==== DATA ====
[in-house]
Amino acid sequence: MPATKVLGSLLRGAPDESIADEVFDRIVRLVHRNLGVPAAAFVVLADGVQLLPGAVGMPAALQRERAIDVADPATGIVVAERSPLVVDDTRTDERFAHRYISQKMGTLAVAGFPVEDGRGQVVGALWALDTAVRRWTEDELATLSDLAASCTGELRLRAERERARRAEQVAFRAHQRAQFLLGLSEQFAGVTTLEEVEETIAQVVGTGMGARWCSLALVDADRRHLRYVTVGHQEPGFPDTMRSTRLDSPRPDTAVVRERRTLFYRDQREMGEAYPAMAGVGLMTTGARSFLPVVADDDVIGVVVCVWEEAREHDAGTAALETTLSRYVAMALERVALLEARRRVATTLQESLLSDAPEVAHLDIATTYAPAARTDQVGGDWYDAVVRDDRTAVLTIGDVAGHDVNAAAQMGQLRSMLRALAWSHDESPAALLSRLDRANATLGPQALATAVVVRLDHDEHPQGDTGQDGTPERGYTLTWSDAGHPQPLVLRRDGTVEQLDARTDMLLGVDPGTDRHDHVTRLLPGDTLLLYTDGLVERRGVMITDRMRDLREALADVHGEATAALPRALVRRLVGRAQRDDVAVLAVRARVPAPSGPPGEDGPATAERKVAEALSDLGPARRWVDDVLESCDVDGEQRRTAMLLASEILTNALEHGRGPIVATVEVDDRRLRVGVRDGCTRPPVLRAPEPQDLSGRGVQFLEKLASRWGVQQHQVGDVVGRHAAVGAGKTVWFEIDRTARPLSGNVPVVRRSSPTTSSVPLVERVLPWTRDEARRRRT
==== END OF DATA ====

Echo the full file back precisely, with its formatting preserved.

[in-house]
Amino acid sequence: MPATKVLGSLLRGAPDESIADEVFDRIVRLVHRNLGVPAAAFVVLADGVQLLPGAVGMPAALQRERAIDVADPATGIVVAERSPLVVDDTRTDERFAHRYISQKMGTLAVAGFPVEDGRGQVVGALWALDTAVRRWTEDELATLSDLAASCTGELRLRAERERARRAEQVAFRAHQRAQFLLGLSEQFAGVTTLEEVEETIAQVVGTGMGARWCSLALVDADRRHLRYVTVGHQEPGFPDTMRSTRLDSPRPDTAVVRERRTLFYRDQREMGEAYPAMAGVGLMTTGARSFLPVVADDDVIGVVVCVWEEAREHDAGTAALETTLSRYVAMALERVALLEARRRVATTLQESLLSDAPEVAHLDIATTYAPAARTDQVGGDWYDAVVRDDRTAVLTIGDVAGHDVNAAAQMGQLRSMLRALAWSHDESPAALLSRLDRANATLGPQALATAVVVRLDHDEHPQGDTGQDGTPERGYTLTWSDAGHPQPLVLRRDGTVEQLDARTDMLLGVDPGTDRHDHVTRLLPGDTLLLYTDGLVERRGVMITDRMRDLREALADVHGEATAALPRALVRRLVGRAQRDDVAVLAVRARVPAPSGPPGEDGPATAERKVAEALSDLGPARRWVDDVLESCDVDGEQRRTAMLLASEILTNALEHGRGPIVATVEVDDRRLRVGVRDGCTRPPVLRAPEPQDLSGRGVQFLEKLASRWGVQQHQVGDVVGRHAAVGAGKTVWFEIDRTARPLSGNVPVVRRSSPTTSSVPLVERVLPWTRDEARRRRT